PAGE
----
The Government has drastically contained the swarms of locusts that invaded the country recently in the wake of the ongoing Covid 19 pandemic and the floods related havoc.
Agriculture, Livestock and fisheries Principal Secretary Hamadi Boga says that despite the two major challenges reports have show that the number of locusts are reducing and that at one time Samburu County had over 400 swarms at its peak but was lately reporting less than three and six swarms.
“This is an indication that we are flattening the curve and together with the Food and Agriculture Authority (FAO) we are working on a strategy to engage local and international experts such as Tegemeo Institute to assess the damage so far caused by locusts in the 27 Counties affected.
FAO, World Bank and counties, the PS says the had mobilized adequate resources to fight the pests and so far there was at least 90,000 litres of pesticide that can effective cover close to 200,000 hectares since half a litre was enough to spray one hectare.
Prof Boga who was speaking during a desert locust media field visit in Isiolo last week explained that so far the Government and other organizations under the strategy employed to contain the locusts has mobilized Ksh2.4 billion noting that government has contributed Ksh39 million, African Development Bank (AfDB) Ksh 500 million and World Bank Ksh1.4 billion.
The cash is being extended to financing chemicals procurement and maintaining six spraying aircrafts, vehicles and personnel among other equipment’s being used for the same.
The partners, Prof. Boga noted have so far have deployed six spraying aircrafts –two from Kenya Army, three from FAO and one from Desert Locust Control Organization (DLCO) to deal with Counties where the pests are heavily concentrated namely Isiolo, Marsabit, Turkana, Samburu and some locations of Laikipia.
“We are also facing the challenge of the current weather as most of the areas are experiencing heavy rains making it difficult for spraying aircrafts and ground teams over and above vast the terrains,” he added.
Further Prof. Hamadi stated the activity is also facing the challenge of delayed procurement of the chemicals as some countries such as Japan where the chemicals are being sourced are also facing the challenge of spread of the Covid-19.
Albert Lemasulani a resident and community leader in Isiolo County said the locusts have eaten their vegetation and hatching eggs thus affecting their livestock with some dying and prompting pastoralists to start migrating to other areas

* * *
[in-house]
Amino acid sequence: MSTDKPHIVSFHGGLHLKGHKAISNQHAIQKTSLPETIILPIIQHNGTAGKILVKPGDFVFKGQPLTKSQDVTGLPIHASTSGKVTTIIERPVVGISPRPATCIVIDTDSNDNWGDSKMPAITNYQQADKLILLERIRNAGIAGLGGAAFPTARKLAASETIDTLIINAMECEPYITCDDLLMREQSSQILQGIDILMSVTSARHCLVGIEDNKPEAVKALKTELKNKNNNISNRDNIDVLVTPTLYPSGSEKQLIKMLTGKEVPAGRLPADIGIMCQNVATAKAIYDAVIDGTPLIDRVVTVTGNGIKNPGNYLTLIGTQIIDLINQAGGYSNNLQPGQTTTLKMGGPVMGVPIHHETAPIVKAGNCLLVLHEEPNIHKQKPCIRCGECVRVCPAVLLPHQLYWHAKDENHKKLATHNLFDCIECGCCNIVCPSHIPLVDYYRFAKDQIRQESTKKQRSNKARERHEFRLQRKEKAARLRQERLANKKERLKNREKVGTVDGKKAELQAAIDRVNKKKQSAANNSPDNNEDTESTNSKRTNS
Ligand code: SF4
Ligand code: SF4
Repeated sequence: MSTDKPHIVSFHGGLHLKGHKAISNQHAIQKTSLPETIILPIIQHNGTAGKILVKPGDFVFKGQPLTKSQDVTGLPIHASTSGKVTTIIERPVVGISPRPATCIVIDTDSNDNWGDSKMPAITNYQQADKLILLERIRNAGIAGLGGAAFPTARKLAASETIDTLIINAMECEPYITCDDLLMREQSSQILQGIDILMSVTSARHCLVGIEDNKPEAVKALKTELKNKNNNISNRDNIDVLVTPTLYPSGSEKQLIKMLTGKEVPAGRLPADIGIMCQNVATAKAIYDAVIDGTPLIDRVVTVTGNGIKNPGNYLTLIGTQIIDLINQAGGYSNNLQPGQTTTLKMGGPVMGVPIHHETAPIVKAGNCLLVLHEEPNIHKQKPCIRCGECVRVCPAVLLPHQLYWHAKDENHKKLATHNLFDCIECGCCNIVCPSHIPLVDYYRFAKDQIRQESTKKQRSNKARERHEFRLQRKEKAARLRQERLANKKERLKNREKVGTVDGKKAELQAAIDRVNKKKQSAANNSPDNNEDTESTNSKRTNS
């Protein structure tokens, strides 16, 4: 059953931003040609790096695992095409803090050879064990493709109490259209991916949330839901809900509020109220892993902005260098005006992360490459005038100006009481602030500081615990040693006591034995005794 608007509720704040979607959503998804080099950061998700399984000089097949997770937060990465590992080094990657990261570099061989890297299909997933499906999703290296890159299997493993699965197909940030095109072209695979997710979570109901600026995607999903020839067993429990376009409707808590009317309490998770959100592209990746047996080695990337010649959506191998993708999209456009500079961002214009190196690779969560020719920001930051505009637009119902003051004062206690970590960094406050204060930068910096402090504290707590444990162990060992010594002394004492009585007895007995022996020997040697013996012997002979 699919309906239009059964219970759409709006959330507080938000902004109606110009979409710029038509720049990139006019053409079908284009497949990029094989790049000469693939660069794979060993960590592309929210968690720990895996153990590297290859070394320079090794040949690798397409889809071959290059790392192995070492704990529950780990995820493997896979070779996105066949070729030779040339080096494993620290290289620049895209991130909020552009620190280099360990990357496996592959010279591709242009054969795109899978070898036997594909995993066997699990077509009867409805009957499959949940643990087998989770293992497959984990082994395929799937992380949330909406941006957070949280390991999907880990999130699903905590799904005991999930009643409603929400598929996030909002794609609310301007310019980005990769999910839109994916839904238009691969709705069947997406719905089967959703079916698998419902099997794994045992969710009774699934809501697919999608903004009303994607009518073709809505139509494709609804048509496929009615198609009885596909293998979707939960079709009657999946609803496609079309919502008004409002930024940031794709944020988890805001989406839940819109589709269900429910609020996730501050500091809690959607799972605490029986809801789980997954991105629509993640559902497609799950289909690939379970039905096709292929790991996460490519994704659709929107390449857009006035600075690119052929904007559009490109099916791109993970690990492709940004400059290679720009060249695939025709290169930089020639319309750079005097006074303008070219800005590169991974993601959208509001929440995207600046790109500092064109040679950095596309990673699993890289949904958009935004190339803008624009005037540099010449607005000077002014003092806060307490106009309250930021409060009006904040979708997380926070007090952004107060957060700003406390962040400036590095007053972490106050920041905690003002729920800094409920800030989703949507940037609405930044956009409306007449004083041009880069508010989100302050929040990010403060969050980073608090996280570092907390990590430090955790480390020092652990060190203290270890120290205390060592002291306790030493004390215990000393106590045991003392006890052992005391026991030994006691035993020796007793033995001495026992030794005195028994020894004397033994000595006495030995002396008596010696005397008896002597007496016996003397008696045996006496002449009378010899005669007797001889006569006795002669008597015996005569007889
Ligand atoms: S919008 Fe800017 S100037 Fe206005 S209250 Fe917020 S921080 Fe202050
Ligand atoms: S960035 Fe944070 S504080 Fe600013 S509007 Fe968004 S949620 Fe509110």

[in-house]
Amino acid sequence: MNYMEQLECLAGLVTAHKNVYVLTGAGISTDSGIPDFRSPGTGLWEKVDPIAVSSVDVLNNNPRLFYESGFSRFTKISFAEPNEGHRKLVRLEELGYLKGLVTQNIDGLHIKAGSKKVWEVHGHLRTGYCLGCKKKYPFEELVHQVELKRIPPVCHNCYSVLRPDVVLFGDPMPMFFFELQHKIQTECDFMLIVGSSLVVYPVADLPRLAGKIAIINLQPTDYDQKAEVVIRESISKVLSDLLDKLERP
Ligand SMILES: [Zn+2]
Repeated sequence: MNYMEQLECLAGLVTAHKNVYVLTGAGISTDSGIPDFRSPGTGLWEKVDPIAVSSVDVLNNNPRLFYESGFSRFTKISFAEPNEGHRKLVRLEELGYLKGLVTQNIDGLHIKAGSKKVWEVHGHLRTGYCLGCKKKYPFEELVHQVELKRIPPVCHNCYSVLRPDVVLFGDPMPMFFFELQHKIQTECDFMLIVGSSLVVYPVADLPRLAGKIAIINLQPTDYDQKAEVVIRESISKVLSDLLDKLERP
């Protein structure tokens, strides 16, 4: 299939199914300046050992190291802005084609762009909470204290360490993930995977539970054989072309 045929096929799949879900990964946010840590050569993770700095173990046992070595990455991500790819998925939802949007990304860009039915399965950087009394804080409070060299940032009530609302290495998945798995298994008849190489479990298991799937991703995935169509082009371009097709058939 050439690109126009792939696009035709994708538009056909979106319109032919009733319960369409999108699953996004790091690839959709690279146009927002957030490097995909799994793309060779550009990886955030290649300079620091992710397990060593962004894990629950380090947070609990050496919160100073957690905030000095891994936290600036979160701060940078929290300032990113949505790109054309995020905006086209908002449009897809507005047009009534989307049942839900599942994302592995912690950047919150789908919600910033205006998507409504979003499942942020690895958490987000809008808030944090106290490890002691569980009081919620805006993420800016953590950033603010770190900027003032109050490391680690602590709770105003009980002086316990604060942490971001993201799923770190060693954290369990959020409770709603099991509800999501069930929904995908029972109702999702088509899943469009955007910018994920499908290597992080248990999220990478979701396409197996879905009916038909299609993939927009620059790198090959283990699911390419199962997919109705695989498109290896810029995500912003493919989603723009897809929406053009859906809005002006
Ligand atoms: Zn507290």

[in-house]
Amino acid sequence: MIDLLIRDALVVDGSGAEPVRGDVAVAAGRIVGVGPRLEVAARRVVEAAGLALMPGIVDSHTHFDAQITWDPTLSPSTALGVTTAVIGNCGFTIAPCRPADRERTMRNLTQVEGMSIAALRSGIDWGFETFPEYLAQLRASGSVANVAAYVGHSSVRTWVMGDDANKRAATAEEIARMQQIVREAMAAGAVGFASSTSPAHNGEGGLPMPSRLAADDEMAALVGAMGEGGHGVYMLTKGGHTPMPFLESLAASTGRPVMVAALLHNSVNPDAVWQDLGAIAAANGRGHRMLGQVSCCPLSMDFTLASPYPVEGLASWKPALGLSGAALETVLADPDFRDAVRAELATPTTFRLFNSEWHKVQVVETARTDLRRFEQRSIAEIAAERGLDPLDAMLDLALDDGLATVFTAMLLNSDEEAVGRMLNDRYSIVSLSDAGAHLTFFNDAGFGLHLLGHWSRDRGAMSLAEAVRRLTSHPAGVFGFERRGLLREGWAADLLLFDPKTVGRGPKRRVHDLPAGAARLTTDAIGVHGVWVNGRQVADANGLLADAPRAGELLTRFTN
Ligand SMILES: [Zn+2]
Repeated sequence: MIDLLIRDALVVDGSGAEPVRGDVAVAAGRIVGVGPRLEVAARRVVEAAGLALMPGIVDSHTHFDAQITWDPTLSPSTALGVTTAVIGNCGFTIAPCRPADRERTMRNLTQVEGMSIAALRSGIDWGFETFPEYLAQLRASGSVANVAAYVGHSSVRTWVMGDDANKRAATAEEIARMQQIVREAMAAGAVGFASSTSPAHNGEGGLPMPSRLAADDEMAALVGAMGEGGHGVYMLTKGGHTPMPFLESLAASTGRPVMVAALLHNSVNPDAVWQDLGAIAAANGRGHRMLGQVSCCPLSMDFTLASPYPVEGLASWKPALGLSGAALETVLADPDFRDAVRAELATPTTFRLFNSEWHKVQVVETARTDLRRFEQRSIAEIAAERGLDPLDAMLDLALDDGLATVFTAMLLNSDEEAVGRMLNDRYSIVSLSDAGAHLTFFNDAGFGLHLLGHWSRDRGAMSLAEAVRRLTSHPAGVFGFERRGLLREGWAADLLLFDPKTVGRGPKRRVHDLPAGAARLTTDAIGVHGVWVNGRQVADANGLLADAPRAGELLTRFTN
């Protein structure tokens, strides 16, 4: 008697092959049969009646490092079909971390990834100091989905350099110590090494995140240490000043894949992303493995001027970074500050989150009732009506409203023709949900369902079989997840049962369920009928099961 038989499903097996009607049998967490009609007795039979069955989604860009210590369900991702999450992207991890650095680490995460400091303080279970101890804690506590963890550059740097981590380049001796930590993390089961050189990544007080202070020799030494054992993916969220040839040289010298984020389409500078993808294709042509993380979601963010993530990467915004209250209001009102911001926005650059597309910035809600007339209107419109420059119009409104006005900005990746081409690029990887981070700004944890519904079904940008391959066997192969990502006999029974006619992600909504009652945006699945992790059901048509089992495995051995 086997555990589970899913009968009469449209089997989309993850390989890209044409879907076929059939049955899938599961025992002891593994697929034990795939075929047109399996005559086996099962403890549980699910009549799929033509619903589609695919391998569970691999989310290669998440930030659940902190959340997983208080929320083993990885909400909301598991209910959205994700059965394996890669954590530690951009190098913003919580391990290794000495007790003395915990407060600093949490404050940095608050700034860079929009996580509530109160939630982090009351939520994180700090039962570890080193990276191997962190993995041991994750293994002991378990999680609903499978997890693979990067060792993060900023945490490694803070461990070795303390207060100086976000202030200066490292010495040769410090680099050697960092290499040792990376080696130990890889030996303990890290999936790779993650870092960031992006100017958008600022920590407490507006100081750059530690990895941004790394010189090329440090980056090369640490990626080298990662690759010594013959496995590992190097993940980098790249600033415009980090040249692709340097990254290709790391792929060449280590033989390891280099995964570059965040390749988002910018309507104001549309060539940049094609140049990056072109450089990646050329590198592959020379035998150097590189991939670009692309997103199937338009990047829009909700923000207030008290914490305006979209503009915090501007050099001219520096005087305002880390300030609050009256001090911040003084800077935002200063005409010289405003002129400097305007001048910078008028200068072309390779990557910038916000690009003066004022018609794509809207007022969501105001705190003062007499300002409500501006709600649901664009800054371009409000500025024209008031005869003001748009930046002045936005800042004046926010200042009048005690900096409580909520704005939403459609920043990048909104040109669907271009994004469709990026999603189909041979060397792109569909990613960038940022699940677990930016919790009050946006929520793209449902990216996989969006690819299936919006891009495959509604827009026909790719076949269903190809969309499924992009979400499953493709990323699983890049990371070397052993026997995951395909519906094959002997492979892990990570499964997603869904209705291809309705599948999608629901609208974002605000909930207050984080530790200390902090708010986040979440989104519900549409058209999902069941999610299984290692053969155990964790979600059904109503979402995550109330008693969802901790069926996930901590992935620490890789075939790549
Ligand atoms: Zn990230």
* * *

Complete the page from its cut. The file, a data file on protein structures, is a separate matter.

“There is also a likelihood of new locust generation being produced if they are not contained in good time since old locusts have left eggs.
The pests Lemasulani said had consumed their crop leaving many farmers destitute especially now that the local livestock markets which could offer alternative source of livelihoods were shut due to Covid 19 pandemic.
He most farmers had lost their purchasing power and may soon rely on government relief before they regain their base to fend for themselves.
Tiampati Leleti a resident and village leader in Samburu County also said since March this year pastoralists in the area had lost pasture after the invasive insects swept the entire vegetation.
“We fear that if the invasion of locust continues, we are likely to suffer irreparable loses economically and socially. Our livestock are emaciated and suffering from retarded growth because they do not feed well due to lack of enough pasture ” Tiampati added.
Isiolo County Governor Mohamed Kuti said that since December when the locusts invasion was reported in the region from Yemen through Ethiopia and Somalia meaningful progress has been achieved.
He noted that the number of swarms that was initially being witnessed in December and January has reduced substantially.
“The fight against the migratory pests has created an opportunity for the unemployed youth in the region. We have engaged youth who are assisting us to trace the whereabouts of the locust and thus enable us to actively fight the pests”, he said .